Relying on family members and other non-professional caregivers to provide assistance
can reduce or eliminate the immediate monetary costs of long term care, but it demands
a significant investment of time and energy. In addition, many individuals occasionally
or regularly require physical personal care like lifting a patient out of bed or care
that only a trained professional can provide.
Learn more about caregiving.
Family members and friends generally provide assistance without expecting payment,
eliminating many financial concerns.
You may require care that your loved one is not trained to provide, such as the
care provided by a registered nurse or therapist or care that your loved one is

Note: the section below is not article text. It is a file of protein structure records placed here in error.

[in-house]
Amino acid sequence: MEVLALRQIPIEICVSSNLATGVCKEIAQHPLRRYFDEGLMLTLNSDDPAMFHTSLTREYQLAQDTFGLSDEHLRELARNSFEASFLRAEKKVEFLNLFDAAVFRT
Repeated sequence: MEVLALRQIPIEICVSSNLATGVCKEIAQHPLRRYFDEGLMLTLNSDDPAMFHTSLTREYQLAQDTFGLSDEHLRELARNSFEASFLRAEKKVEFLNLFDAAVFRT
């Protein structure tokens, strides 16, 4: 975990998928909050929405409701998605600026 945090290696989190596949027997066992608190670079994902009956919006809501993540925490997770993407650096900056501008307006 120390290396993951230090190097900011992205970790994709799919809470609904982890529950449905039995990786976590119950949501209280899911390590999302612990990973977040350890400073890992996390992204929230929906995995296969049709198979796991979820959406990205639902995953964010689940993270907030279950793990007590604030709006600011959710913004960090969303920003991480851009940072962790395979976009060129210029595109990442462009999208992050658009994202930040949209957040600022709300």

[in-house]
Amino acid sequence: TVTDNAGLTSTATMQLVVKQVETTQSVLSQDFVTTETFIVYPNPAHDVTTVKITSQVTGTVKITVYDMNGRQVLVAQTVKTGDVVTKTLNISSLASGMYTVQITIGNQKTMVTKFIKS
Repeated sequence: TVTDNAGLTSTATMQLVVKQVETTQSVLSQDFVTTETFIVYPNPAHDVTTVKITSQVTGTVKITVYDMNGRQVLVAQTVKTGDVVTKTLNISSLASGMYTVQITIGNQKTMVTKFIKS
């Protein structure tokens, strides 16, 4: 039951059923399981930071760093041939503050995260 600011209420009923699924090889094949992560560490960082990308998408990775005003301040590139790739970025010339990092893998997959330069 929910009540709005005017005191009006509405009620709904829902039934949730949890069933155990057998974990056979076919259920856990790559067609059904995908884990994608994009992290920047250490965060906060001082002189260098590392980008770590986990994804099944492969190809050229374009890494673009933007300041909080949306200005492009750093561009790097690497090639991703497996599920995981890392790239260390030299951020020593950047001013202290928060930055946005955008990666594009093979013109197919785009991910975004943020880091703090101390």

not physically able to provide like lifting and transferring.
The opportunity to help you may strengthen your relationships with family members
Changing demands and responsibilities can create stress, overburden loved ones,
and potentially damage family relationships or the caregivers' health.
The routine companionship of those closest to you may mitigate the loneliness sometimes
experienced by those in need of care.
Those that one has the closest relationship with might not be geographically close enough
to help on a regular basis. Professional caregiving services will still likely be needed
to relieve family members at least occasionally.